A substitution cipher is a very simple (and easily broken) cipher in which every letter of the alphabet is replaced by a different letter. For example, each letter might be replaced by the letter below it:
A B C D E F G H I J K L M N O P Q R S T U V W X Y Z E F G H I J K L M N O P Q R S T U V W X Y Z A B C D
Then "CONSERVAPEDIA" would encrypt into "GSRWIVZETIHME."
In the above example, each letter is replaced with the letter that comes four places after it in the alphabet. This kind of cipher has the advantage that the encryption system can be memorized: all that needs to be remembered is that A encrypts into E and the rest follows automatically. However, this kind of substitution cipher (known as a Caesar cipher) is extremely weak. There are only twenty-five possible Caesar ciphers, so if the cryptanalyst knows or suspects that the message has been encrypted with a Caesar cipher, the message can be decrypted simply by trying each of the twenty-five possibilities.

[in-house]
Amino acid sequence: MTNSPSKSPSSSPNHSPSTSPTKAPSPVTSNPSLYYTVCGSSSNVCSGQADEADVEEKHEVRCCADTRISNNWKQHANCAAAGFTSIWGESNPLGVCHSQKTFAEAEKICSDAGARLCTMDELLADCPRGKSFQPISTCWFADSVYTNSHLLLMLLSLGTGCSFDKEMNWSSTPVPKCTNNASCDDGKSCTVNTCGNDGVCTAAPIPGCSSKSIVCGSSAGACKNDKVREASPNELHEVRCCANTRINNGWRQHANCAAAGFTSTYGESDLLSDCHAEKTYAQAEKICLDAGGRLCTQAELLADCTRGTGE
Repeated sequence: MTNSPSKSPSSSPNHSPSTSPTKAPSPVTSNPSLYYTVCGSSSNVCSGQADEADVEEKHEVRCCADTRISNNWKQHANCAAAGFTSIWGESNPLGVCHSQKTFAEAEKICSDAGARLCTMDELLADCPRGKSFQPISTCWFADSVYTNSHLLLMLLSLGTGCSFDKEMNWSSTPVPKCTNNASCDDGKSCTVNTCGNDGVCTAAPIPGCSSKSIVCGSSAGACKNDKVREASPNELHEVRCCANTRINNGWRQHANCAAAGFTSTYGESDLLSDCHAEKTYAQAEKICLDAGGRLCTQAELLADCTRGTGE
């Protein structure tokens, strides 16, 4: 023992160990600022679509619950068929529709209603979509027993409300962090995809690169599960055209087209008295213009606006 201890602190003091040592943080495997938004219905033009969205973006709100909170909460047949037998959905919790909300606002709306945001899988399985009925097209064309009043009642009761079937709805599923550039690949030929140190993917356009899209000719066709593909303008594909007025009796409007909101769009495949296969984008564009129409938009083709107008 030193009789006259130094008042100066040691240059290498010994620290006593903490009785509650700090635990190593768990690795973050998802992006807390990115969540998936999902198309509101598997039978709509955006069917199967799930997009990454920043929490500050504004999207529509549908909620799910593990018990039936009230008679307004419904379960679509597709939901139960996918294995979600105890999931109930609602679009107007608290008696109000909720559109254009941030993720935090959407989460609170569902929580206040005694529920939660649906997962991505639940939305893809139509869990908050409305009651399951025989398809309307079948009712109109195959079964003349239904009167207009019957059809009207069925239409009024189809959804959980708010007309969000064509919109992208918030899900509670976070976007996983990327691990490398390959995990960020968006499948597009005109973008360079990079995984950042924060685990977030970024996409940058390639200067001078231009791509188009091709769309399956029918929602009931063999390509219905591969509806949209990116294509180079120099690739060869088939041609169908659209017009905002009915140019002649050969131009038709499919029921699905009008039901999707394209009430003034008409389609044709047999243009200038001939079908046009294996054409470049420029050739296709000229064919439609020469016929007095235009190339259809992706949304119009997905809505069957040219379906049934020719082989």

The strongest possible substitution ciphers replace each letter with a random substitute. But even these are easily broken by simple analyses of letter and digram frequencies. In fact, newspaper "cryptograms" are nothing more than substitution ciphers, and readers are expected to solve them in an hour or so.
Each letter can be replaced by an arbitrary symbol rather than a letter, as in this example from the Sherlock Holmes story The Adventure of the Dancing Men:
Logically, this does not make the substitution cipher any harder to break, but it may make it look more puzzling, or even disguise the fact that a secret message has been encrypted.